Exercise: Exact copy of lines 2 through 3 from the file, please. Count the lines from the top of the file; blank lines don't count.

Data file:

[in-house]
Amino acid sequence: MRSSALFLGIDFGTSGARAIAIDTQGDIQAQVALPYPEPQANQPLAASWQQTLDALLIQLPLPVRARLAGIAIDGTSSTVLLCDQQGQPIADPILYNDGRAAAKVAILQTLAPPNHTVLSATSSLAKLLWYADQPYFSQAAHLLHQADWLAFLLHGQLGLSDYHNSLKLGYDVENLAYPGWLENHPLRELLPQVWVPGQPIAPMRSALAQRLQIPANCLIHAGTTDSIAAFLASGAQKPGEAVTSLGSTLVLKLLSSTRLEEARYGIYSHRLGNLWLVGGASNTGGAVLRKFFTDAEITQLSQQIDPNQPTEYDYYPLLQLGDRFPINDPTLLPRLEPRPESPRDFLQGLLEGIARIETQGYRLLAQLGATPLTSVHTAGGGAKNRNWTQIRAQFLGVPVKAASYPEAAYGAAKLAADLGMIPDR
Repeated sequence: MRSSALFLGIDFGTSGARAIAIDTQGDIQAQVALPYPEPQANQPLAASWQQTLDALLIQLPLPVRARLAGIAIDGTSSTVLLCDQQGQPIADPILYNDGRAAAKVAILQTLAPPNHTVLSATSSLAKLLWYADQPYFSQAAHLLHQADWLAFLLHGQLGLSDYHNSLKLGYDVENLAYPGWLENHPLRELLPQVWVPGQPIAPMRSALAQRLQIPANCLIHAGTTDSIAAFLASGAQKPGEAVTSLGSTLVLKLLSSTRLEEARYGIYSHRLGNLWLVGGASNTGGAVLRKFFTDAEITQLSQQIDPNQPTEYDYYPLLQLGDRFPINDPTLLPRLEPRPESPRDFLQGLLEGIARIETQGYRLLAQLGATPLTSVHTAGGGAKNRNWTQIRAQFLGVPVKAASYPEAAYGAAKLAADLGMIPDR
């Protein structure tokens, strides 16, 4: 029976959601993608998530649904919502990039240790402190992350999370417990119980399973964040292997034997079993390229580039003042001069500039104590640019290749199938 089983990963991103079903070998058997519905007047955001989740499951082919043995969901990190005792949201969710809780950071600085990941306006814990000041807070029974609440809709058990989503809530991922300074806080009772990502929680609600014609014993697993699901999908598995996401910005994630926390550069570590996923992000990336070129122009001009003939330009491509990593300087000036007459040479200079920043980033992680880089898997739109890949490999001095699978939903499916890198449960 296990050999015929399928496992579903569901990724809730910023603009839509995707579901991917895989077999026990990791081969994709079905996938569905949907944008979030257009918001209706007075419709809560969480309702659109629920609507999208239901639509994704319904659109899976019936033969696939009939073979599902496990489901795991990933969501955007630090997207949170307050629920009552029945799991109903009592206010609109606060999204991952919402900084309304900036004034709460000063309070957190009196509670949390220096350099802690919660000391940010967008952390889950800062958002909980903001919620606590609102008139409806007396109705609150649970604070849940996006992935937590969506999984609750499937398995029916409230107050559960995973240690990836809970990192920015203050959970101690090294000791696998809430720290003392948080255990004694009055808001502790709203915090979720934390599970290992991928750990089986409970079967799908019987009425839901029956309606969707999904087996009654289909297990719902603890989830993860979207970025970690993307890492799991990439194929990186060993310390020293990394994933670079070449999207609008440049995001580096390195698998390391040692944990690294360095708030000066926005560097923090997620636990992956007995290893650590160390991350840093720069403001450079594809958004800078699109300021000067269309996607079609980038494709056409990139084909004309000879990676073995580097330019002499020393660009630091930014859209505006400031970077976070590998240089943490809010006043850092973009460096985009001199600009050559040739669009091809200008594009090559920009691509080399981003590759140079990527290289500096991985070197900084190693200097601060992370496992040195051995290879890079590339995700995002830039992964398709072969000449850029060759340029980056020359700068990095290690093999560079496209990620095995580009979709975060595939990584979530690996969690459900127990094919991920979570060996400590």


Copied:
Amino acid sequence: MRSSALFLGIDFGTSGARAIAIDTQGDIQAQVALPYPEPQANQPLAASWQQTLDALLIQLPLPVRARLAGIAIDGTSSTVLLCDQQGQPIADPILYNDGRAAAKVAILQTLAPPNHTVLSATSSLAKLLWYADQPYFSQAAHLLHQADWLAFLLHGQLGLSDYHNSLKLGYDVENLAYPGWLENHPLRELLPQVWVPGQPIAPMRSALAQRLQIPANCLIHAGTTDSIAAFLASGAQKPGEAVTSLGSTLVLKLLSSTRLEEARYGIYSHRLGNLWLVGGASNTGGAVLRKFFTDAEITQLSQQIDPNQPTEYDYYPLLQLGDRFPINDPTLLPRLEPRPESPRDFLQGLLEGIARIETQGYRLLAQLGATPLTSVHTAGGGAKNRNWTQIRAQFLGVPVKAASYPEAAYGAAKLAADLGMIPDR
Repeated sequence: MRSSALFLGIDFGTSGARAIAIDTQGDIQAQVALPYPEPQANQPLAASWQQTLDALLIQLPLPVRARLAGIAIDGTSSTVLLCDQQGQPIADPILYNDGRAAAKVAILQTLAPPNHTVLSATSSLAKLLWYADQPYFSQAAHLLHQADWLAFLLHGQLGLSDYHNSLKLGYDVENLAYPGWLENHPLRELLPQVWVPGQPIAPMRSALAQRLQIPANCLIHAGTTDSIAAFLASGAQKPGEAVTSLGSTLVLKLLSSTRLEEARYGIYSHRLGNLWLVGGASNTGGAVLRKFFTDAEITQLSQQIDPNQPTEYDYYPLLQLGDRFPINDPTLLPRLEPRPESPRDFLQGLLEGIARIETQGYRLLAQLGATPLTSVHTAGGGAKNRNWTQIRAQFLGVPVKAASYPEAAYGAAKLAADLGMIPDR